About Thomas Fitzgerald

Thomas is a professional fine art photographer and writer specialising in photography related instructional books as well as travel writing and street photography. 

Shooting with a 35mm Nikon DX lens on an FX Body (D700)

Shooting with a 35mm Nikon DX lens on an FX Body (D700)

Nikon Dx on Fx Check

About a month ago I was having coffee with a friend and he was showing some pictures he had taken with his 35mm DX lens on his D800. Because of the sensor resolution on the D800, even cropped you’re still getting a fairly large image. In his set, he also had a few pictures that he had taken with the DX crop mode turned off, and they were mostly ok, apart from some severe vignetting. This piqued my interest because I have the same lens but I’ve never tried it on my D700 because cropped it would only be about 6mp, but It had never occurred to me that it could be used with the crop mode turned off.

I went home that day and tried a few tests, and sure enough, with the DX Crop mode turned off on the D700, the 35mm DX lens still captures a full frame image, albeit with some pretty harsh vignetting. There’s a catch though. It only works when the lens is kept fairly wide open. After about f/4 to f5.6 the edge of the image circle starts to come into frame and there’s nothing you can do to compensate. Anyway, I had messed around with it for a bit, and then promptly forgot about the experiment until last week when I saw a post from Jared Polin who was comparing the old DX lens to Nikon’s new 35mm f/1.8 FX lens, and I thought that I’d give it a proper try.

First of all, you need to turn off the Auto DX Crop. On the D700 the option to turn off the Auto DX Crop is in the shooting menu under “Image Area”. I’m guessing it’s probably in a similar place on other FX Nikon cameras. In my shooting tests I kept the Aperture f/4 or wider. I mostly either went between f/2.8 and f/4. For the simple reason that this lens fringes significantly at F1.8 and is a bit soft wider than f/2. I would still use f1/1.8 in certain circumstances, but none of the images in this test were wide open, because I wanted to judge sharpness too. The results are actually quite surprising.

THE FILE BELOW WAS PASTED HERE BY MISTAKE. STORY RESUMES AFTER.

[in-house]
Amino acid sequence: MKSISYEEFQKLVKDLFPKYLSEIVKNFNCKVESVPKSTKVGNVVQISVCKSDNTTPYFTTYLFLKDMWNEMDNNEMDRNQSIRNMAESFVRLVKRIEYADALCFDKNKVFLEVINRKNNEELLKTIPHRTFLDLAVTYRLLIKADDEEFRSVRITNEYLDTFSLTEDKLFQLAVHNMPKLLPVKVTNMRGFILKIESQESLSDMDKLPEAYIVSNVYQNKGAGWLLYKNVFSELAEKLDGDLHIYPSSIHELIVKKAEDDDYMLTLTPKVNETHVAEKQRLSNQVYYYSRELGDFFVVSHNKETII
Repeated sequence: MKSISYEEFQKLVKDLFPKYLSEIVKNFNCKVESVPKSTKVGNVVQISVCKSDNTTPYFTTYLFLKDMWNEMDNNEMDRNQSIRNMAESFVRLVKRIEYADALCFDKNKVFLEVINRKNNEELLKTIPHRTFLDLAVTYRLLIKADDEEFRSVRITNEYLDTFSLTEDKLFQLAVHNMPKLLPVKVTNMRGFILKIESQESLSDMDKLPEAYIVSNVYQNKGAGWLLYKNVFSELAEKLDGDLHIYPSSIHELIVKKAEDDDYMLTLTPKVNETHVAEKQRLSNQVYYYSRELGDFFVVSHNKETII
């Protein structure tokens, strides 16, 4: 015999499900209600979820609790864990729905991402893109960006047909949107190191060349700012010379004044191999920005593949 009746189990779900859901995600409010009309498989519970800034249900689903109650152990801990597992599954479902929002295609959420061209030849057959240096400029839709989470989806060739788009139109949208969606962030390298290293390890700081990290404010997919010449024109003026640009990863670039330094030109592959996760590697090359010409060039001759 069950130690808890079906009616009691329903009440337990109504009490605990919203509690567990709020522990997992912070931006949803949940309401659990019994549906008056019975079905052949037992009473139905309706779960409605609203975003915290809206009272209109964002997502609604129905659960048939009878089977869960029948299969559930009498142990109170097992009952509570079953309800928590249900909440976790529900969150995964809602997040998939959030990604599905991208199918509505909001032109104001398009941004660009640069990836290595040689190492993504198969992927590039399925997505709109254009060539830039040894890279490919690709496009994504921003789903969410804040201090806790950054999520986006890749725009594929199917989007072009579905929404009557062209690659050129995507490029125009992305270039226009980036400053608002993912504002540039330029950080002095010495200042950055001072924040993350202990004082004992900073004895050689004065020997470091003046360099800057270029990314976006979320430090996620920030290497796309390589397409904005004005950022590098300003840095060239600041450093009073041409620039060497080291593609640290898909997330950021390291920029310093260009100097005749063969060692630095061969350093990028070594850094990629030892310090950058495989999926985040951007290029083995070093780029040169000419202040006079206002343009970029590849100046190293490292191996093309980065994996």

Firstly, the vignetting is definitely an issue, but you can mostly correct for it in Lightroom. More on that in a minute. Secondly, depending on what you’re taking, you can get away with a bit of vignetting anyway. While the Nikon 35mm Dx lens has a profile in Lightroom, that profile is designed for use on a DX body, so it doesn’t fully correct for the vignetting. Therefore, you will need to do a bit of manual tweaking too.

Here’s an extreme example, before doing any lens correction. As you can see the vignetting is quite severe:

35mm-dx-default

Here it is with the default, profile based correction in Lightroom. As you can see it’s better, but we’re not there yet.

35mm-dx-profile-correct

Here is the same image again with some additional tweaking. The vignetting is almost gone, but there’s still some minor issues at the edge of frame.

35mm-dx-manual

In this case it’s been exacerbated because of the blue sky. On an image that doesn’t have a plain colour to see the vignette agains’t you can get away with it, in fact there are times where it’s helpful.

If you’re not sure where the settings in Lightroom are, they’re in the lens correction section of the develop module, under the manual tab. You’ll need to adjust the Lens Vignetting Amount and Midpoint. In the example above the settings were:

Amount: +100 Midpoint: 83

I’ve created a Lightroom preset for the settings that I used, and you can download that here, but be aware that these will just get you in the ball park and you’ll need to tweak the settings further as the amount and darkness of the vignette seeps to depend on the distance to the subject as well as the f-stop.

Here are a few examples of street type shots, where I haven’t done any additional lens corrections other than the profile based one (which I have set on import). I've actually added some additional vignetting in some cases.

Nikon Dx on Fx Check

Nikon Dx on Fx Check

Nikon Dx on Fx Check

Nikon Dx on Fx Check

All in all, I’m pretty chuffed that this works so well. The 35mm DX was one of my favourite lenses when I was shooting with a D90 and it’s a great little lens for the price. While I wouldn’t recommend going out and buying a 35mm DX lens to use specifically on an FX body, if you’ve recently stepped up from a cropped sensor to a full frame camera, and have one of these lying around, it’s worth trying. While it’s far from a perfect solution, it’s perfectly useable within the limitations. Of course, now that I’ve gotten a taste of the 35mm focal length on my D700 I’m longing for that lovely Sigma f/1.4. But that’s a story for another day!

Sharpening and Finishing Fuji X-Trans Files in Photoshop and Lightroom

Sharpening and Finishing Fuji X-Trans Files in Photoshop and Lightroom

My Twitter Account Meltdown

My Twitter Account Meltdown